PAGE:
fiction, short fiction, writing

The Chorus

 

The Chorus

 

Purity Clause

 

Thomas had his eyes closed and a wry smile alive on his lips. He heard the chirp of birdsong and the muted tones of the city in the distance. He wrote the script and sent it the studio and in before the deadline so he was taking a break from everything. He had woken at dawn, did yoga on the balcony and then made coffee before he sat and drank it. There were cigarettes in his pocket but he decided not to smoke one. He was trying to be virtuous with no one watching.

 

His phone rang.

 

It was an unknown number, but he answered after a few rings.

 

The automated voice was a digital collection of voices, different accents and pronunciations strung together with care. All women. Thomas shuddered.

 

The Chorus.

 

‘Did you believe you would escape your fate?’ it said.

 

A hint of breathlessness, something which would excite him at any other time made his stomach wrenched inside him and he sat down, his amiable mood evaporated into a needling panic.

 

‘We have registered an accusation. It will activate your belt in three minutes. Please do not pass urine or ejaculate during this time.’

 

The studio made him agree to the implant. It was a synthetic tumour, benign until activated via wireless signal. It threw you into a state of racked agony for thirty seconds if you went near a woman registered online as being NC or non contact. Women could waive being registered, because by then, an entire generation of men had been broken down and rebuilt. There were those who lived apart from the network, but most men went along to get along, he thought.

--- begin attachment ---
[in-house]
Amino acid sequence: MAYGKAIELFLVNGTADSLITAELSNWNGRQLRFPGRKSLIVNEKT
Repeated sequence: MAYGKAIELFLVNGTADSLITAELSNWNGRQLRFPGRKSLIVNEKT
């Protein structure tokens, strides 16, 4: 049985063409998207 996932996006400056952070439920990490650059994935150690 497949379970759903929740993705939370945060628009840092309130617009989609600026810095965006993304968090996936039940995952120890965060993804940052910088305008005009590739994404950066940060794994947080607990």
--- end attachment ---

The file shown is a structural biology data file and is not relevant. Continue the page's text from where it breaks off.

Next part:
He was being given a multi-million dollar franchise to reinvent. They wanted to protect their investment and reputation, so he had to sign away his autonomy to keep working. Yet he swore he had been scrupulous in behaving himself.

There were cigarettes in his pocket, and he lit one.  He realised being good didn’t matter. His sex defined him, and in the world which he tried to make sense of through his art, had decided he was not only disposable, but he was dangerous.  

 

Simple And Complicated

 

The needle stung as it went into the meat of his buttock but he didn’t react beyond a slow blink.

 

‘You can dress now, Mr Agnew.’ the nurse said.

 

Pete got off the examining table and dressed without looking at her. It was safer to pretend he hadn’t heard or seen her. Once he was dressed, he left the room without speaking. She whispered a swear word under her breath. Once, he would have called her out on it, but it was different now.

 

The implant saw to that.

 

He left the clinic. There would be no paperwork to sign because he had paid for the implant in cash. His insurance wouldn’t have covered it, anyway. His head hurt to think about how much he had handed.

 

It meant he got to see his children again. His lawyer had got the porn clause taken off, so he had means of relief. The excess energy would go into his work, make money and get custody. Yvonne had a lot of friends out there, who used the Chorus to settle scores, creating accounts online and meeting men without deactivating the permissions. They shared videos of grown men on their knees, sobbing and vomiting from the pain. One man had died, and the women sued his estate for stress-related damages. They won, too. His ex-wife and kids had to move in with family for a while.